Greg what should his wheels be set @.. couldn't help to check these ..

    • January 24, 2020 12:43 AM EST
    • More

    • January 24, 2020 12:41 AM EST
    • Pictures I hope!

    • January 24, 2020 12:36 AM EST
    • Yes, sorry, my terminology is wrong and I meant the backs of the point rails where they close against the fixed rail. I looked at another switch quickly and it’s much worse as far as the width of the point rails. The guy I bought all the SS track and switches from seemed he was a little aggravated with the whole outdoor railroad he had and now I can understand why. He must have had a ton of derailments with these switches.


      i wanted to add pictures but can’t figure out how. Don’t see an add photos icon or any like that.

    • January 23, 2020 6:31 PM EST
    • I'm sure it is a typo, where you said "sanding of the swing rail aces".... what did you mean to put there? (also called point rails I think)


      Glad you are making improvements, seems that almost everything Aristo made needed some tweaking.



    • January 23, 2020 5:15 PM EST
    • Hi Ted

      i will be ordering 4 of the frog inserts as I only have 4 #6 switches. Today I did some work on one switch as a test bed for all four of them. I milled .030 off the inside lower web of both guard rails and milled each end at 10degrees to make a nice ramp on each end. I was going to mention exactly what you stated, the gauge of the swing rails is too narrow in places. I removed both and did more sanding of the swing rail aces in the needed areas and worked on the ends so now the wheelsno longer ride up on the rails. I will post pictures later.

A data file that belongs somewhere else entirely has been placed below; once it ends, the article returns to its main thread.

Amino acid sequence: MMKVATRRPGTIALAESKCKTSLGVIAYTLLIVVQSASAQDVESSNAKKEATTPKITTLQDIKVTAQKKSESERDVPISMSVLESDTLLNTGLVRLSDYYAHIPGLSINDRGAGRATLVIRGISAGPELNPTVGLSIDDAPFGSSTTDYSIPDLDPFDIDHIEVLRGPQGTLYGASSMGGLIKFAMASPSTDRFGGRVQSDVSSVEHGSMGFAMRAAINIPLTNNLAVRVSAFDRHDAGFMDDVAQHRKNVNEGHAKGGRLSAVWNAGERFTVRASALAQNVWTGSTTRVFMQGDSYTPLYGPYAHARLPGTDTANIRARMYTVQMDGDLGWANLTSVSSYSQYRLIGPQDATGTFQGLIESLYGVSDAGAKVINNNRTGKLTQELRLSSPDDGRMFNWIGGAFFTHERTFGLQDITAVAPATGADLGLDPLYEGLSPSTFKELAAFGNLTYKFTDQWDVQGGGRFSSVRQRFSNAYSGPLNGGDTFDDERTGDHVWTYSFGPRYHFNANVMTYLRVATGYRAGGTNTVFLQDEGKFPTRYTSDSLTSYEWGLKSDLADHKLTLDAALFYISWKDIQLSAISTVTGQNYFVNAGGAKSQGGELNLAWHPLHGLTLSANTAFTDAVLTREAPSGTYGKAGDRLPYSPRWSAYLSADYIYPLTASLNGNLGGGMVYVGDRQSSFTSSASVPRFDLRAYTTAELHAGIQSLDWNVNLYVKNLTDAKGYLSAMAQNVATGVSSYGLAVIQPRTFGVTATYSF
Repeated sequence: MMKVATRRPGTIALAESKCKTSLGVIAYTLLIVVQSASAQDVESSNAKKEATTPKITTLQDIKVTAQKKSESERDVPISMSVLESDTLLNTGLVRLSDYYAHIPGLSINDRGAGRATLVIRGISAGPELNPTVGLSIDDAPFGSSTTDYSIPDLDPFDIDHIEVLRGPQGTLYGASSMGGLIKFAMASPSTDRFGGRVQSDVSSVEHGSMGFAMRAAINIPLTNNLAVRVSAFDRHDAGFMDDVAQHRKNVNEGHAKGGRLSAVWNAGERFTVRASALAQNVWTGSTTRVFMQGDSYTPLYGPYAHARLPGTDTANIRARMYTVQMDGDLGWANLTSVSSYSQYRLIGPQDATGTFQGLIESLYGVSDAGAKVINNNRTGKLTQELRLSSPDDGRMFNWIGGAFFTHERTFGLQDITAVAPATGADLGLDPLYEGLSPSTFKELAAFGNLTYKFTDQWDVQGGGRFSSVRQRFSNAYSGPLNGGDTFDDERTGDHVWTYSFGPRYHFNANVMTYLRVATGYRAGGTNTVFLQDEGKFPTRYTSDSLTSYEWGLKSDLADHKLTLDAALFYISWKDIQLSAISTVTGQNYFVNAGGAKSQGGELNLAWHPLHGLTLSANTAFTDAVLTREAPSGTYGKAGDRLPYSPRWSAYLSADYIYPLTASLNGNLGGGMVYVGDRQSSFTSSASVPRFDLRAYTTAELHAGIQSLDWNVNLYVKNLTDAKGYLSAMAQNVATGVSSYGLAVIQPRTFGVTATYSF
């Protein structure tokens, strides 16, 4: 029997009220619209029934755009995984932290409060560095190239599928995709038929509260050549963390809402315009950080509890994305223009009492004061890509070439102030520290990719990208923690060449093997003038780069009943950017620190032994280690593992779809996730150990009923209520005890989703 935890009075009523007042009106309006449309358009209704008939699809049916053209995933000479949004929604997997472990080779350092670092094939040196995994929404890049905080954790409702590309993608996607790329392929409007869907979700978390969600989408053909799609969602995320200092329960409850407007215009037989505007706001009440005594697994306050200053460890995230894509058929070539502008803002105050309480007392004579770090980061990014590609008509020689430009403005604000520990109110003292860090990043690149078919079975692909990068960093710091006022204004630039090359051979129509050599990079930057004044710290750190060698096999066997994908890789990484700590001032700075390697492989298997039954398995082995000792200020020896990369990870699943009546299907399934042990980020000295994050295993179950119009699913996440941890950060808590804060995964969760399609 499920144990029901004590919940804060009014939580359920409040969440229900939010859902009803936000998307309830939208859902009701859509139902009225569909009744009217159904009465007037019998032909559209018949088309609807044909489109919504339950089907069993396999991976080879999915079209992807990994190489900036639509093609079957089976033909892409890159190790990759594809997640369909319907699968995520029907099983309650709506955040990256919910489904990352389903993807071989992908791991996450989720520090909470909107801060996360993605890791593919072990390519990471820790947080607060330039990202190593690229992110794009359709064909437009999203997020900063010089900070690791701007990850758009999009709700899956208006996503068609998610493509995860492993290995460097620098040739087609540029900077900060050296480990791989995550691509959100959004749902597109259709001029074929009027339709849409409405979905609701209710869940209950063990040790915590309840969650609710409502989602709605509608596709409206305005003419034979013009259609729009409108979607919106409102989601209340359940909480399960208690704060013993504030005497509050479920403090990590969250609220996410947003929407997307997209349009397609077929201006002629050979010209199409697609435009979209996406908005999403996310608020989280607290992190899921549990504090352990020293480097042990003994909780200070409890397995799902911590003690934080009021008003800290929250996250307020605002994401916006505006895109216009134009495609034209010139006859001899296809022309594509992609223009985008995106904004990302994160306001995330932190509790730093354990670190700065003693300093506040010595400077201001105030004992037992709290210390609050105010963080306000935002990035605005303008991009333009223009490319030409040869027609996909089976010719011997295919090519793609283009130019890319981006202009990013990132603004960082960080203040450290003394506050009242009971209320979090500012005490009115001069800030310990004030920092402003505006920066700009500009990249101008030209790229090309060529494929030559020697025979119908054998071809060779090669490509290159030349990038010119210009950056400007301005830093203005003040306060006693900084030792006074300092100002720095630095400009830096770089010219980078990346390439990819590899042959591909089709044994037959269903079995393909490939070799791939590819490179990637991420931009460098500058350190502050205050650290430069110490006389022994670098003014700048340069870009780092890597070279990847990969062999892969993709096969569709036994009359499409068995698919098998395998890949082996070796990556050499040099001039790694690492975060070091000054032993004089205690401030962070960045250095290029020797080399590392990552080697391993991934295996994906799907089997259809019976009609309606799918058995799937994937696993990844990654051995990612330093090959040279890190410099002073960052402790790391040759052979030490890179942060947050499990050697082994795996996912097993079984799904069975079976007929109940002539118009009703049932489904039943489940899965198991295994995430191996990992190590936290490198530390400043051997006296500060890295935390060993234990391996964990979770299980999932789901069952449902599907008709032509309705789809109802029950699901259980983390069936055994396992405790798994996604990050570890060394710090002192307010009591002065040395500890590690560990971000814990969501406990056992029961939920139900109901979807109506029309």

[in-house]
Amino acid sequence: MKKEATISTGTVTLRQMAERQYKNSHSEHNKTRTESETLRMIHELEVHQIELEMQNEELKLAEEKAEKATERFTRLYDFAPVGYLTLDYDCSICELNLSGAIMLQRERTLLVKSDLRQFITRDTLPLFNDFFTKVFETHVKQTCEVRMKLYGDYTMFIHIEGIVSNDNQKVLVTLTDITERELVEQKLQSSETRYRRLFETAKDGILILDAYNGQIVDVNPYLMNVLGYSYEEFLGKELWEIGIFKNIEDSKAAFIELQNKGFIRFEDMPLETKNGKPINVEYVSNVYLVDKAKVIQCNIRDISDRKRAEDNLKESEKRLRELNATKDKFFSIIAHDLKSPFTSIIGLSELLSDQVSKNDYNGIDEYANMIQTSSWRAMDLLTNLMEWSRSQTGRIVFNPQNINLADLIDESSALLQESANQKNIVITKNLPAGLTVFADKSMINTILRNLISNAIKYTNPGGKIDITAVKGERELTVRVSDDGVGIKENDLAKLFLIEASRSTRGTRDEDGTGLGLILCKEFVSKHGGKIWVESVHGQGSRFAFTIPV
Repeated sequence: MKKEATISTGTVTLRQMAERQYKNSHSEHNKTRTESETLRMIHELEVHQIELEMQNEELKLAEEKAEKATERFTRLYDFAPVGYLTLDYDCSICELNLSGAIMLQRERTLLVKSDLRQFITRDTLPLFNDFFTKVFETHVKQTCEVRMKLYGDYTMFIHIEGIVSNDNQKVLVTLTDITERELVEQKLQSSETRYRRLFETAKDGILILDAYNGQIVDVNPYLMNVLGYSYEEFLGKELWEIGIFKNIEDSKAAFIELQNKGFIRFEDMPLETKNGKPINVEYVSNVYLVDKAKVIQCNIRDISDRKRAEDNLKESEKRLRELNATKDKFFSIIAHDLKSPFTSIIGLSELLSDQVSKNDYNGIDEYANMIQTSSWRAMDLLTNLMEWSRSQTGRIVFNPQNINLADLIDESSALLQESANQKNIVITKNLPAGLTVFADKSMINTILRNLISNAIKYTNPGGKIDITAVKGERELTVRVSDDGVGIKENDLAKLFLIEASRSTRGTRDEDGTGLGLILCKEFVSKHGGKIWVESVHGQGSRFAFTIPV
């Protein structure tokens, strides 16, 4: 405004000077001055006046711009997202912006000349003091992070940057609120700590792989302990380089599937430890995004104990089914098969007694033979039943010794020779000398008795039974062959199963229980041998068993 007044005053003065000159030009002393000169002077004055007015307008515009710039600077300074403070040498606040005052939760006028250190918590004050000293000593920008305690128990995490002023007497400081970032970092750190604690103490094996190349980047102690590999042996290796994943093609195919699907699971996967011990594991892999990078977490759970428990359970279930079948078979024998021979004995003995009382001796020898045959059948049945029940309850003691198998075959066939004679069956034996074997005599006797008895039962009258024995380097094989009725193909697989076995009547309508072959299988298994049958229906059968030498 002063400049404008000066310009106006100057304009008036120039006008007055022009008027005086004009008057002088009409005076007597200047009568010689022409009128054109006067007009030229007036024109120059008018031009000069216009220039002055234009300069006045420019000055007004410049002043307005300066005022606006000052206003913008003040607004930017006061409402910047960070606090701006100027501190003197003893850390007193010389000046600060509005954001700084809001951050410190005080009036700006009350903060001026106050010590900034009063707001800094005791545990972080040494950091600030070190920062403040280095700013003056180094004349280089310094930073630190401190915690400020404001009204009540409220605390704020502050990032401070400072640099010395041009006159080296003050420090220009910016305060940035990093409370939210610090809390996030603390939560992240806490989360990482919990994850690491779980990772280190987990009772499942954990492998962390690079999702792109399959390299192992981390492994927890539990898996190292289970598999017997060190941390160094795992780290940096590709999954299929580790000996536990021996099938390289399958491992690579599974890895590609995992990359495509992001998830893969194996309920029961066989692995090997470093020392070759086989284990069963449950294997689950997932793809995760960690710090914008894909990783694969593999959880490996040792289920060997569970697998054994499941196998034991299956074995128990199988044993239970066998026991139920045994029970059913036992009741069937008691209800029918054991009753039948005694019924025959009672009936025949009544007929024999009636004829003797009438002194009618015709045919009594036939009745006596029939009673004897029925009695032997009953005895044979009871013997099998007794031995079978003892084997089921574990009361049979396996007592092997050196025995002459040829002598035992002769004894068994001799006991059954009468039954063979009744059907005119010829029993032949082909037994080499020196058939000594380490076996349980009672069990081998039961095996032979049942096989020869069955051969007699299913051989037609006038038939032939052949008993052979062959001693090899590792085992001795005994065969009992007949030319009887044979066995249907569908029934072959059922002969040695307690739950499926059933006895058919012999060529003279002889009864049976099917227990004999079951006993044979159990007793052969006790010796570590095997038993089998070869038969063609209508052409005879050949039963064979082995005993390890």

• January 25, 2020 4:01 AM EST
    • The trestle is finished.

      More pictures on my blog shortly




    • January 24, 2020 7:04 AM EST
    • I was able to find the LGB kit with the A/C transformer, 3 epl drives and switch box for $60.

      I added the LGB booster and use telephone cable (read multiple wires) and run 30 feet to my epl drives.

      Never have an issue with the epl drive not working even with the added DPDT add-on accessory (I use the 1203).

      I did switch to DCC and DC control but left my RR with the Aristo 27 mhz controls for switches, why change what is working.


    • January 23, 2020 8:31 PM EST
    • Very clever, the way you did that Korm, using the pre made ties

    • January 23, 2020 7:37 PM EST
    • well, the current LGB "epl" system feeds on AC, cuts the AC waves in half, that a kind of stuttering DC reaches the switch motors.

      that gives two advantages:

      1) less cables needed

      2) less burned switch motors


      smaller LGB transformers have an AC output of 15 V, 7 VA - so that does the trick. others use up to 20 V.  the longer and the thinner your cables are, the higher the AC output should be.

      the AC goes to the pushbutton-switchbox or the reed. there it gets sorted by diodes into "forward" or "backward" halfwaves. (the switchboxes have two push-buttons for that, the reeds are sorted out by connection to the different outputs) then the cable goes to the switchmotor. (and depending on wich "half" of the AC reaches it, it turns left or right.)

      (the cable- saving comes from the fact, that behind the push-buttons or the reeds the "right" and the "left" cable can be united, so that just two cables run to the switchmotor, instead of three cables in the old system)

      this is the point, where i always recommend to read the LGB manual, chapter "taking control"

      you can read or download the .pdf from here:


      about the "gauntlet", John mentions...

      i made one once. using LGB crossings and R1 curved rails.

      (from experience, i strongly recommend, to implement some kind of control, (reeds and signal-track) to evade collisions)